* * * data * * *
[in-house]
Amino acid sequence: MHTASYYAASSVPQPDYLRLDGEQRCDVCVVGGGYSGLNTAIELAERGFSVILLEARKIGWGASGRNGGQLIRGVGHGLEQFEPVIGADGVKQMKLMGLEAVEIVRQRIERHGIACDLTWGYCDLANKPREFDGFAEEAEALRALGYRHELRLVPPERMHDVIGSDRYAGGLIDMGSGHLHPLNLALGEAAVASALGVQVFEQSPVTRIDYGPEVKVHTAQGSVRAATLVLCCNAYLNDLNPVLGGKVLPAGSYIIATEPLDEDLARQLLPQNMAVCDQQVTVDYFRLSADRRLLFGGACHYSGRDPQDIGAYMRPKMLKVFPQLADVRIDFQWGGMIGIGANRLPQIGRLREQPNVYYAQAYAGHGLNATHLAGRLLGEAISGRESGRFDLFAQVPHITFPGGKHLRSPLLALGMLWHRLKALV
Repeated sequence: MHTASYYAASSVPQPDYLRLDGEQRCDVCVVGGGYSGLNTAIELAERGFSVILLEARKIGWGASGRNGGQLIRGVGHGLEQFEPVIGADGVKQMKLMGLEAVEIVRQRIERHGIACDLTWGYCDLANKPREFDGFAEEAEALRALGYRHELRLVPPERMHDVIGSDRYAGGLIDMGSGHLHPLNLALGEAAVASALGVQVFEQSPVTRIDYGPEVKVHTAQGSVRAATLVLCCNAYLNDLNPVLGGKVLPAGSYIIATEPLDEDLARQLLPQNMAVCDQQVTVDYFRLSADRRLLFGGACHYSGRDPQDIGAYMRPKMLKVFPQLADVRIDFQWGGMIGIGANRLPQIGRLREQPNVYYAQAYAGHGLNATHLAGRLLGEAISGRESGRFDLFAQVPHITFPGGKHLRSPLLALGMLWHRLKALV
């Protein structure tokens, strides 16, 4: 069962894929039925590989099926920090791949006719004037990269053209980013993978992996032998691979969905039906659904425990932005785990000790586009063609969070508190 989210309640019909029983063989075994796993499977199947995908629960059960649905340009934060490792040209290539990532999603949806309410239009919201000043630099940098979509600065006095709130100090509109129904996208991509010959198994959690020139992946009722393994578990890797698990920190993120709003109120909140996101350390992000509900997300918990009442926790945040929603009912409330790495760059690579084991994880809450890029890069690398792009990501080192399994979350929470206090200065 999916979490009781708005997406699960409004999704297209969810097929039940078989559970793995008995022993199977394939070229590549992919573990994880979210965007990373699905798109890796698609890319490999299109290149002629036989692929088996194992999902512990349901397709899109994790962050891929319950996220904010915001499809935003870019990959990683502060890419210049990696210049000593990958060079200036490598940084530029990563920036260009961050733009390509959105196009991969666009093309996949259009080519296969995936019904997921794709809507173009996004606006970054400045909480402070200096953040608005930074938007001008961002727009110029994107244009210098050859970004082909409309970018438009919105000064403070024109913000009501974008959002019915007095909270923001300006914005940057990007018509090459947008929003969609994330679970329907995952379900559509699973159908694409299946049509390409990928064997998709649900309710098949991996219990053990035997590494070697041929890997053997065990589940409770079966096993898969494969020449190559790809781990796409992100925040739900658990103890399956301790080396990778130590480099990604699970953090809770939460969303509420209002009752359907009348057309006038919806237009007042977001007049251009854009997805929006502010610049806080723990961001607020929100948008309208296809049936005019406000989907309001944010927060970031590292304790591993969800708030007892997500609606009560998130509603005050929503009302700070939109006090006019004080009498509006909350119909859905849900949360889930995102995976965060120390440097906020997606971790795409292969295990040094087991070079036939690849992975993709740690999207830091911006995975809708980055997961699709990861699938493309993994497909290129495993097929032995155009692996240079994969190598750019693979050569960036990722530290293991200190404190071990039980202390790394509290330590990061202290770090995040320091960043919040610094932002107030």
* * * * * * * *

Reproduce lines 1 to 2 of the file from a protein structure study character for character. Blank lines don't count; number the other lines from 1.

[in-house]
Amino acid sequence: MHTASYYAASSVPQPDYLRLDGEQRCDVCVVGGGYSGLNTAIELAERGFSVILLEARKIGWGASGRNGGQLIRGVGHGLEQFEPVIGADGVKQMKLMGLEAVEIVRQRIERHGIACDLTWGYCDLANKPREFDGFAEEAEALRALGYRHELRLVPPERMHDVIGSDRYAGGLIDMGSGHLHPLNLALGEAAVASALGVQVFEQSPVTRIDYGPEVKVHTAQGSVRAATLVLCCNAYLNDLNPVLGGKVLPAGSYIIATEPLDEDLARQLLPQNMAVCDQQVTVDYFRLSADRRLLFGGACHYSGRDPQDIGAYMRPKMLKVFPQLADVRIDFQWGGMIGIGANRLPQIGRLREQPNVYYAQAYAGHGLNATHLAGRLLGEAISGRESGRFDLFAQVPHITFPGGKHLRSPLLALGMLWHRLKALV